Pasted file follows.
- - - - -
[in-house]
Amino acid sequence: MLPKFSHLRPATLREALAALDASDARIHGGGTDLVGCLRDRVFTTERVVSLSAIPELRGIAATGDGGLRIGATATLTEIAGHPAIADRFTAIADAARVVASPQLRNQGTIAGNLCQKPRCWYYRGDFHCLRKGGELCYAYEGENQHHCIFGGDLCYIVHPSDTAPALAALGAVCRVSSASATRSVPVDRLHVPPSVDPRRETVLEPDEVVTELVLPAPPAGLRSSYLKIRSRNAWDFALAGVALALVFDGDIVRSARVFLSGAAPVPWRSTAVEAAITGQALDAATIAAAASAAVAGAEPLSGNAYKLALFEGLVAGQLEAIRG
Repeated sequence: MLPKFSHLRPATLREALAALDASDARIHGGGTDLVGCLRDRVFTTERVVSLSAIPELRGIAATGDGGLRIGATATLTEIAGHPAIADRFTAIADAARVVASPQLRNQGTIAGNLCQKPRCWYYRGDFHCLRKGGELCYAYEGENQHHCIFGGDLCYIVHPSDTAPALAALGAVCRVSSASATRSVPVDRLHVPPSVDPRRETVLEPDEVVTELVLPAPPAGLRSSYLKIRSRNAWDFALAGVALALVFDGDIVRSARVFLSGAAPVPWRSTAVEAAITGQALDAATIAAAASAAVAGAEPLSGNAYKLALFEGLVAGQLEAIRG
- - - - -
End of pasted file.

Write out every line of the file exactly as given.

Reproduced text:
[in-house]
Amino acid sequence: MLPKFSHLRPATLREALAALDASDARIHGGGTDLVGCLRDRVFTTERVVSLSAIPELRGIAATGDGGLRIGATATLTEIAGHPAIADRFTAIADAARVVASPQLRNQGTIAGNLCQKPRCWYYRGDFHCLRKGGELCYAYEGENQHHCIFGGDLCYIVHPSDTAPALAALGAVCRVSSASATRSVPVDRLHVPPSVDPRRETVLEPDEVVTELVLPAPPAGLRSSYLKIRSRNAWDFALAGVALALVFDGDIVRSARVFLSGAAPVPWRSTAVEAAITGQALDAATIAAAASAAVAGAEPLSGNAYKLALFEGLVAGQLEAIRG
Repeated sequence: MLPKFSHLRPATLREALAALDASDARIHGGGTDLVGCLRDRVFTTERVVSLSAIPELRGIAATGDGGLRIGATATLTEIAGHPAIADRFTAIADAARVVASPQLRNQGTIAGNLCQKPRCWYYRGDFHCLRKGGELCYAYEGENQHHCIFGGDLCYIVHPSDTAPALAALGAVCRVSSASATRSVPVDRLHVPPSVDPRRETVLEPDEVVTELVLPAPPAGLRSSYLKIRSRNAWDFALAGVALALVFDGDIVRSARVFLSGAAPVPWRSTAVEAAITGQALDAATIAAAASAAVAGAEPLSGNAYKLALFEGLVAGQLEAIRG